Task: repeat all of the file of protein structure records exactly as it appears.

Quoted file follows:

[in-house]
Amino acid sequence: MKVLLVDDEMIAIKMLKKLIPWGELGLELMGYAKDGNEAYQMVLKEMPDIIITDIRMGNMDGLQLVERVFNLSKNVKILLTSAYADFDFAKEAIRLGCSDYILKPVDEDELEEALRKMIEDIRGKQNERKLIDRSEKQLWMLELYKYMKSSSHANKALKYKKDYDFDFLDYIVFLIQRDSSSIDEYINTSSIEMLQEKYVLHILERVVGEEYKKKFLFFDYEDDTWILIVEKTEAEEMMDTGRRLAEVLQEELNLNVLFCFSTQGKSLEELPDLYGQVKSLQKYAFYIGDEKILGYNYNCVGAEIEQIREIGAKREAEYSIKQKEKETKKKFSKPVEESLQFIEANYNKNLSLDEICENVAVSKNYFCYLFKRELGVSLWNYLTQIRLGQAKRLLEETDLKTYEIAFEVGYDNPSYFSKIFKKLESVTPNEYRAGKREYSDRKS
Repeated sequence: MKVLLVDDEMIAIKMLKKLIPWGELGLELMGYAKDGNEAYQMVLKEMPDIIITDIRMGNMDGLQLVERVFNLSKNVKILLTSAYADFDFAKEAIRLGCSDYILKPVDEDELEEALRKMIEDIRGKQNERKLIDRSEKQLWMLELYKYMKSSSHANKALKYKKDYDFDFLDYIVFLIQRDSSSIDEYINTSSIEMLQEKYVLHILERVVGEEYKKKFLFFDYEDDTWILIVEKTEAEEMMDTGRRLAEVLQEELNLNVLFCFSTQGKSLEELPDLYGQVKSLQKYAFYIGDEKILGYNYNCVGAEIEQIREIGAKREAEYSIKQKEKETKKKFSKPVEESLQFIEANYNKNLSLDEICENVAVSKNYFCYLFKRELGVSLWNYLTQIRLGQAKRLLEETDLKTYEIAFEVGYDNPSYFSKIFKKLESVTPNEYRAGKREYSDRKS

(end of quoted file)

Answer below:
[in-house]
Amino acid sequence: MKVLLVDDEMIAIKMLKKLIPWGELGLELMGYAKDGNEAYQMVLKEMPDIIITDIRMGNMDGLQLVERVFNLSKNVKILLTSAYADFDFAKEAIRLGCSDYILKPVDEDELEEALRKMIEDIRGKQNERKLIDRSEKQLWMLELYKYMKSSSHANKALKYKKDYDFDFLDYIVFLIQRDSSSIDEYINTSSIEMLQEKYVLHILERVVGEEYKKKFLFFDYEDDTWILIVEKTEAEEMMDTGRRLAEVLQEELNLNVLFCFSTQGKSLEELPDLYGQVKSLQKYAFYIGDEKILGYNYNCVGAEIEQIREIGAKREAEYSIKQKEKETKKKFSKPVEESLQFIEANYNKNLSLDEICENVAVSKNYFCYLFKRELGVSLWNYLTQIRLGQAKRLLEETDLKTYEIAFEVGYDNPSYFSKIFKKLESVTPNEYRAGKREYSDRKS
Repeated sequence: MKVLLVDDEMIAIKMLKKLIPWGELGLELMGYAKDGNEAYQMVLKEMPDIIITDIRMGNMDGLQLVERVFNLSKNVKILLTSAYADFDFAKEAIRLGCSDYILKPVDEDELEEALRKMIEDIRGKQNERKLIDRSEKQLWMLELYKYMKSSSHANKALKYKKDYDFDFLDYIVFLIQRDSSSIDEYINTSSIEMLQEKYVLHILERVVGEEYKKKFLFFDYEDDTWILIVEKTEAEEMMDTGRRLAEVLQEELNLNVLFCFSTQGKSLEELPDLYGQVKSLQKYAFYIGDEKILGYNYNCVGAEIEQIREIGAKREAEYSIKQKEKETKKKFSKPVEESLQFIEANYNKNLSLDEICENVAVSKNYFCYLFKRELGVSLWNYLTQIRLGQAKRLLEETDLKTYEIAFEVGYDNPSYFSKIFKKLESVTPNEYRAGKREYSDRKS